Failing to anticipate the presence of another slow moving vehicle in the right lane, the cyclist in this scenario, the driver is left with little time to react either by braking or by swerving back into the left lane. Furthermore, the process of changing lanes draws the driver’s focus away from the road ahead and focuses it behind them as they check for other cars preempting their move. Drivers’ eyes naturally follow their focus from the road ahead to their blind spot and/or side/rearview mirrors as they initiate the lane change. Should this happen precisely at the moment the cyclist is being overtaken, it would likely result in a collision at high speed. This is a very plausible scenario, especially on mountainous two-lane roads with heavy truck or RV traffic. The low speed of traffic on a grade further incentivizes passing on the right, but the same scenario can play out anywhere a single traffic lane splits into two to accommodate passing, i.e. at designated passing zones. The decision to pass on the right is available to every driver in the queue. The third driver waits to see what the second driver does, the fourth waits for the third, and so on until either the first car moves out of the way and traffic is able to pass, or somebody decides to pass on the right. As the decision moves farther down the line of cars, the available reaction time for the passing driver increases, so the situation becomes less urgent. It is the driver in the second car who possesses the greatest responsibility for avoiding this scenario.

Since not touring is not an option, what is the best way to stay safe in these types of situations? The cyclist has little or no reactionary ability to respond to this situation as it develops, so he or she must be aware of it, be practiced in recognizing road conditions where it is likely to occur, and anticipate it. Passing zones are typically marked with signage well in advance in recognition by transportation departments nationwide of the impatience impediments to speed cultivate in motorists. Be mindful of passing zones, and of the traffic situation behind you as you approach them. Use a rearview mirror to observe approaching vehicle types and the traffic density. If there is a tightly spaced group of cars led by a truck or an RV, anticipate that one of them may attempt a pass in the right lane and consider pulling over prior to the passing zone to let the traffic pass. Begin the passing zone with no cars in view. Once the cyclist is well into the passing zone, it is likely that the jockeying for position will have already begun and that slower vehicle traffic will be in the right lane. As these slower vehicles overtake the cyclist they will be forced back into the left lane, which signals the other drivers that there is a hazard in the right lane. Early in the passing zone, no such signal exists.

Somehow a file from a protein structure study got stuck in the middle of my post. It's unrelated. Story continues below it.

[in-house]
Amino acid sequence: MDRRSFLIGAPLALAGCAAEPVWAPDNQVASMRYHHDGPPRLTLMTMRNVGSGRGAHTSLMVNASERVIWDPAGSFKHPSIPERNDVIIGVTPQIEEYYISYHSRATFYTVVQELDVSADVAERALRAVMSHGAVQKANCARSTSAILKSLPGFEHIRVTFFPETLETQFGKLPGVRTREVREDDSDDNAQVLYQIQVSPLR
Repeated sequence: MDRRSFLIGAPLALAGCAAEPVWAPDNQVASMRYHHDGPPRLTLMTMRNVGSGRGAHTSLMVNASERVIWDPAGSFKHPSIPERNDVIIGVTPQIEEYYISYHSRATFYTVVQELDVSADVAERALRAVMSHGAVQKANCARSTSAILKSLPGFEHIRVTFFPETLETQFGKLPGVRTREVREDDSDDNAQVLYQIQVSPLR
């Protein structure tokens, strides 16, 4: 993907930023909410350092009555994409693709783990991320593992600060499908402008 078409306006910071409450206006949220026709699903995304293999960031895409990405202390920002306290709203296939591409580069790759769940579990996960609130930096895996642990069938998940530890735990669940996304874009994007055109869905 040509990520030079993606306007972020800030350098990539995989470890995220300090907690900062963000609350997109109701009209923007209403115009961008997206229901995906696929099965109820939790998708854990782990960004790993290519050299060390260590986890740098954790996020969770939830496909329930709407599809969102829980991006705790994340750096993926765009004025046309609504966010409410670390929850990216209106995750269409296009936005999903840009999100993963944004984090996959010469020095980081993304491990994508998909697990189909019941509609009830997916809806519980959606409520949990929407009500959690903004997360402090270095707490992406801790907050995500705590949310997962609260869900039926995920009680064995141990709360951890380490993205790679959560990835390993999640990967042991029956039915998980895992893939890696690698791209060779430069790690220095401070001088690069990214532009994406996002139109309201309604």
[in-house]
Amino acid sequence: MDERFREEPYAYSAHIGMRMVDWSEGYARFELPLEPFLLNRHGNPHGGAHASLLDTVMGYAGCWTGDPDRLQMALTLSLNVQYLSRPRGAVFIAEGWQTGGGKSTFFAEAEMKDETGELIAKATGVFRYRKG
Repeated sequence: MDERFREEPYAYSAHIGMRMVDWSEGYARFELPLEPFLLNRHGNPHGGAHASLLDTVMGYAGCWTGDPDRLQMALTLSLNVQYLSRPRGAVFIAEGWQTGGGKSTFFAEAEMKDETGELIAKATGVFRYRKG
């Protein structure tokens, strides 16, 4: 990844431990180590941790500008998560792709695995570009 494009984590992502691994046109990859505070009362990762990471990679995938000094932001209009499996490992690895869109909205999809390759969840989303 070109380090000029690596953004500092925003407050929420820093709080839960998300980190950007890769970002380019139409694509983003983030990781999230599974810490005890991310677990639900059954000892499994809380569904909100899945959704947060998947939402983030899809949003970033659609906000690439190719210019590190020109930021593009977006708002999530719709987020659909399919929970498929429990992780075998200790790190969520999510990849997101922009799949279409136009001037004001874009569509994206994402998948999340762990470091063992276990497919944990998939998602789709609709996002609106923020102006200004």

Cyclists often opt to ride in the lane to increase their visibility to motorists and to avoid the fertile garden of puncture hazards that is a highway shoulder. It is true that riding in the lane increases visibility to motorists approaching from behind, but doing so in the scenario above may have the opposite effect. The driver whose attention the cyclist is seeking to attract is moving laterally into the cyclist’s lane. The further left the cyclist is riding, i.e. away from the shoulder and into the traffic lane, the further the driver must travel into the lane before the cyclist comes into view. If the cyclist is sufficiently leftward, the driver could conceivably strike the cyclist without ever seeing him or her. Though occupying lane space in order to increase visibility to overtaking motorists is generally advisable, when it is a driver whose field-of-view is traffic-limited and who may seek to pass slower traffic on the right, consider that riding as far to the right as possible may be the safest action. Doing so places the cyclist at the greatest distance from the most immediate threat, and provides the driver with the greatest amount of time to react to the rightful presence of the cyclist on the road.